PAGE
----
Klein's intertextual construct thus focuses on the ages-old poet's self-image as the maker of civilization and culture. At the same time, Klein's derogatory designation of the poet as "the shelved Lycidas" and "landscape" (emphasis mine) signals self-directed irony which dissociates today's poet from the traditional notion of poetry. By relating to the mythological origins of art, both Joyce and Milton place the poet on a mythical rather than historical plane: as a descendant of such figures as Orpheus and Icarus, the artist imparts a universal, timeless truth. Klein's parodic rewriting of his predecessors demythologizes the poetic function in that it invalidates the poet's elevated social status.

In contrast with Lycidas, "the Genius of the shore" (363), and Stephen, who will "forge in the smithy of [his] soul the uncreated conscience of [his] race," (253), Klein's poet "see[s] himself as throwback, relict, freak" cheated out of his role and position (331-32). Other social figures have replaced him as guides and teachers of humanity: the tycoon, the politician, the rich popular artist, the scientist and his deadly inventions (334).

The deposition of the poet has resulted in self-fragmentation; fully conscious of his situation, he realizes that his poetic self and his social self are no longer conterminous. Such realization entails a recognition that, in contrast with the traditional view of its universality, poetry has become subject to relativism, determined by historical evolution and social change. The poet, the selected enunciator of the universal truth, has been reduced to "a number, an x" in "our real society" (331).
The division between the "poetic" self and the "social" self engenders an incapacitating sense of disorientation and alienation. The split identity has inflicted a psychological injury manifest in the desire to compensate for the sense of wholeness which has been irrevocably lost. The poet's "stark infelicity," expressed in imagined acts of desperation (334), is exacerbated by the memory of lost affinity with the language of poetry. The sexual allusions in Klein's description of the poet's lost oneness with the language highlight the intensity of his frustration:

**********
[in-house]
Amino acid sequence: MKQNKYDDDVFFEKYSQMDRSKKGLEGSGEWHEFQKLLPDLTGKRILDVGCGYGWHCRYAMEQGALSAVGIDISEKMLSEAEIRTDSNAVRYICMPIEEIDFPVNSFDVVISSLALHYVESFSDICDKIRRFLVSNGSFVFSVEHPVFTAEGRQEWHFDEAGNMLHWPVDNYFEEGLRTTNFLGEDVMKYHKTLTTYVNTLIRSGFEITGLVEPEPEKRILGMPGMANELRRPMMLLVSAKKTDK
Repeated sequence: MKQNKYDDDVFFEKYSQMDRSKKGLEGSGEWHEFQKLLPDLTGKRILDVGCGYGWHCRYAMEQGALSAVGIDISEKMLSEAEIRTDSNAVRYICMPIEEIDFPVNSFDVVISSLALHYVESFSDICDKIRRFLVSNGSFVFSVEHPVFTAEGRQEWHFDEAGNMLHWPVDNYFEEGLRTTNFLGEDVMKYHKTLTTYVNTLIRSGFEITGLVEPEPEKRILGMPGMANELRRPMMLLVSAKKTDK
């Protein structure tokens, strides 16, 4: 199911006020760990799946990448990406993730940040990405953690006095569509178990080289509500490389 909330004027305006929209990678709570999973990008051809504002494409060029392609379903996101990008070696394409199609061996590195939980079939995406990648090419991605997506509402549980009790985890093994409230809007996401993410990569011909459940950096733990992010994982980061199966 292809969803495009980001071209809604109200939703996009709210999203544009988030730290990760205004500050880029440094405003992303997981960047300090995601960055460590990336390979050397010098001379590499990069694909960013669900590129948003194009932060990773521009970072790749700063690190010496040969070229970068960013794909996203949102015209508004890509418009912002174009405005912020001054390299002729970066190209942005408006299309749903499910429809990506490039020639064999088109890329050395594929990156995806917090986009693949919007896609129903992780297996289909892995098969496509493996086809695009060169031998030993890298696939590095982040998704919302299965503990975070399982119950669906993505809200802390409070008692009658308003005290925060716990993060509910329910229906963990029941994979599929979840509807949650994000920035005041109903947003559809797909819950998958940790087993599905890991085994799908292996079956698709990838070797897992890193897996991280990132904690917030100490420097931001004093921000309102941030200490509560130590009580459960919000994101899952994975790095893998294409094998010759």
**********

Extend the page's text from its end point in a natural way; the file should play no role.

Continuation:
Then he will remember his travels over that body—
the torso verb, the beautiful face of the noun,
and all those shaped and warm auxiliaries!
A first love it was, the recognition of his own.
…………………………………………......
And then remember how this made a change in him
affecting for always the glow and growth of his being
                                                            (332)

The explicit sexual terminology in the description of the poetic act prefigures, in a sense, Barthes' notion of jouissance. Barthes observes that "'[s]ignificance' . . . puts the (writing or reading) subject into the text . . . whence its identification with 'jouissance': it is through the concept of 'significance' that the text becomes erotic" (38). Klein's text implies that in order to achieve life-enhancing "significance" a meeting between the text and the world must take place. A failure of such meeting renders poetic intercourse with language barren.

As the poem's last section demonstrates, when such intercourse does take place, the evolution of "the-text-as-production" resumes: the poet's conjunction with the language becomes the moment of conception, of planting a new life: